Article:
Summary judgment is a procedure used in lawsuits to obtain a ruling from the judge that certain issues or claims do not involve a genuine issue of material fact, and that as a matter of law which the judge may decide, the issue or claim should be either granted or dismissed. Rule 56 of the Arizona Rules of Civil Procedure contains the court rule and the mechanics for filing a motion for summary judgment.
The superior court shall grant summary judgment when “there is no genuine dispute as to any material fact and the moving party is entitled to judgment as a matter of law.” Ariz. R. Civ. P. 56(a). Summary judgment “should be granted if the facts produced in support of the claim or defense have so little probative value, given the quantum of evidence required, that reasonable people could not agree with the conclusion advanced by the proponent of the claim or defense.” Orme Sch. v. Reeves, 166 Ariz. 301, 309, 802 P.2d 1000, 1008 (1990). If the evidence would allow a jury to resolve a material issue in favor of either party, summary judgment is improper. United Bank of Ariz. v. Allyn, 167 Ariz. 191, 195, 805 P.2d 1012, 1016 (App. 1990).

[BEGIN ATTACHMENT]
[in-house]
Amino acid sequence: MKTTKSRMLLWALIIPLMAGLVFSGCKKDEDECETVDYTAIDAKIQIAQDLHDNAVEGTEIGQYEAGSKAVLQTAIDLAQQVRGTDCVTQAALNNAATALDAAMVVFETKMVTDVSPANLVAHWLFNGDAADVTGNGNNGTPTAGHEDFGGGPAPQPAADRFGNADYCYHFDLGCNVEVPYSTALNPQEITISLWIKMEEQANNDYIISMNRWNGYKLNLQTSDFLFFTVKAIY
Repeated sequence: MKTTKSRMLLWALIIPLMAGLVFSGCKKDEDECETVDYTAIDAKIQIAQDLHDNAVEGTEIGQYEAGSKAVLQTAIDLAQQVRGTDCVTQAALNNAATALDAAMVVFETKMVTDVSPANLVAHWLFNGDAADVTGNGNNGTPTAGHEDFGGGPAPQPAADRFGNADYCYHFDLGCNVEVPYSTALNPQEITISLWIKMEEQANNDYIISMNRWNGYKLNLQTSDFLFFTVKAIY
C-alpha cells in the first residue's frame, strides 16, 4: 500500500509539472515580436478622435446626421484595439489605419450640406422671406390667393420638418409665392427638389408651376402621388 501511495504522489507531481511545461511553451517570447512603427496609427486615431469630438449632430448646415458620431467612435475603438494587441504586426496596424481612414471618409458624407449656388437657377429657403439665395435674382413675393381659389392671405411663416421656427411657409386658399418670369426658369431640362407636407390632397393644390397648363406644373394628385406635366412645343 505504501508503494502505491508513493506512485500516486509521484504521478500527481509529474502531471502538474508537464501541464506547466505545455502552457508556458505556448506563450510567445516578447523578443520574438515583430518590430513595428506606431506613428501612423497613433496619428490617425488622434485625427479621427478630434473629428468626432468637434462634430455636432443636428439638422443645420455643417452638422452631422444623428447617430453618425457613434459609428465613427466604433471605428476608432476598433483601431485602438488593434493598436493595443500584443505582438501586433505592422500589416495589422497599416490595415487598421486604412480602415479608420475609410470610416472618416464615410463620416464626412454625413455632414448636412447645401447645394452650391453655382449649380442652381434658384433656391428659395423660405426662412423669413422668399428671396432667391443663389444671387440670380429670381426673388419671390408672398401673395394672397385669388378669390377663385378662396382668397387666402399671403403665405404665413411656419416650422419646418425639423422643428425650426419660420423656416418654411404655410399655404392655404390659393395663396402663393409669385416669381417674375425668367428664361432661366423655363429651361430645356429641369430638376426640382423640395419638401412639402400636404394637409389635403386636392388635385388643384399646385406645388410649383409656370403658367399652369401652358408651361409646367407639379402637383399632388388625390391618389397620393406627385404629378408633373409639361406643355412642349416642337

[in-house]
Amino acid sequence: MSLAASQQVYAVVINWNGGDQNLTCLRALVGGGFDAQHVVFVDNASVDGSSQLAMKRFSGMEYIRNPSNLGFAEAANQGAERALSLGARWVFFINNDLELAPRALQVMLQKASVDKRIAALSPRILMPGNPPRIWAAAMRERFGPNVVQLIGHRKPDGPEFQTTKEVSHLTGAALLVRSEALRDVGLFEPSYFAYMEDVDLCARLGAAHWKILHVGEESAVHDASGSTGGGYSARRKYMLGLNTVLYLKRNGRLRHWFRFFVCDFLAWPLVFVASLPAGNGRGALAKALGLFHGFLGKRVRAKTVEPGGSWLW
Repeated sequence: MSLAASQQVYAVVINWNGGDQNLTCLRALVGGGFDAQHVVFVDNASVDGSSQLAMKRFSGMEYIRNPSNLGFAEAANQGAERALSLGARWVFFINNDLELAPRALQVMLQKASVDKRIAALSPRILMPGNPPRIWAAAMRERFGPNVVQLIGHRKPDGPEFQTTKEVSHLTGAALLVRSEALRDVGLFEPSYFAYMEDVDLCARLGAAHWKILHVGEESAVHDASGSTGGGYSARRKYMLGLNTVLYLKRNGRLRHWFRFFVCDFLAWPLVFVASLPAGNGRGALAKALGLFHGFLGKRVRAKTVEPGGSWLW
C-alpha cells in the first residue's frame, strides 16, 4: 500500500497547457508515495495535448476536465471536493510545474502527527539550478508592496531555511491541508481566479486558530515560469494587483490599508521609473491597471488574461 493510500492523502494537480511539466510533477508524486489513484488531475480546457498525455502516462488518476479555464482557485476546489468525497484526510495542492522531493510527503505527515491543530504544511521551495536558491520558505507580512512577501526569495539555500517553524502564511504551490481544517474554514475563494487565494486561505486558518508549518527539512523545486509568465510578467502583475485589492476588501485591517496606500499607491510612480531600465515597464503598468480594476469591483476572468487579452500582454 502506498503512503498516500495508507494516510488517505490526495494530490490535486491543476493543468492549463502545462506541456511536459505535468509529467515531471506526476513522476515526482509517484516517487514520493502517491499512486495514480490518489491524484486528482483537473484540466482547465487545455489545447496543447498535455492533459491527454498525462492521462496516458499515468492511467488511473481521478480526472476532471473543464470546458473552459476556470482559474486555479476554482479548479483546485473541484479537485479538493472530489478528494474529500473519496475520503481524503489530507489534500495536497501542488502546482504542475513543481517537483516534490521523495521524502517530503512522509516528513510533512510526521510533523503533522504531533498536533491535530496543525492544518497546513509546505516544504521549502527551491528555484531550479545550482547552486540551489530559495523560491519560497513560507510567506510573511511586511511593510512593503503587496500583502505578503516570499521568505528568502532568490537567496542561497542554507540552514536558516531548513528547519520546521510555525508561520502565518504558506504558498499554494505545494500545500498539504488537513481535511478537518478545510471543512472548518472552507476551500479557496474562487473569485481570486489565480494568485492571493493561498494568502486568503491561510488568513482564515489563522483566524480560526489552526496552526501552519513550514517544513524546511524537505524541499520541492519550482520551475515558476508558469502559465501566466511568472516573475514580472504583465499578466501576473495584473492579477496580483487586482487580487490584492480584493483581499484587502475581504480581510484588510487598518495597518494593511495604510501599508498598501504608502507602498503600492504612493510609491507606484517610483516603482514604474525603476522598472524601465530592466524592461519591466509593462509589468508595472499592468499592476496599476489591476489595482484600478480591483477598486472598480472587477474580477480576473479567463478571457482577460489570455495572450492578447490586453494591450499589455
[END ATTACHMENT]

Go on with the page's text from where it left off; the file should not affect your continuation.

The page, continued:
The summary-judgment scheme provides that the moving party shall submit a supported statement of facts, the responding party shall then have an opportunity to dispute the moving party’s facts and offer his or her own facts, and the moving party may finally file a reply. Ariz. R. Civ. P. 56(c)(2)-(3). The rules do not authorize surreplies, and the responding party’s ability to object to evidence presented for the first time on reply is limited even under Rule 7.1(f).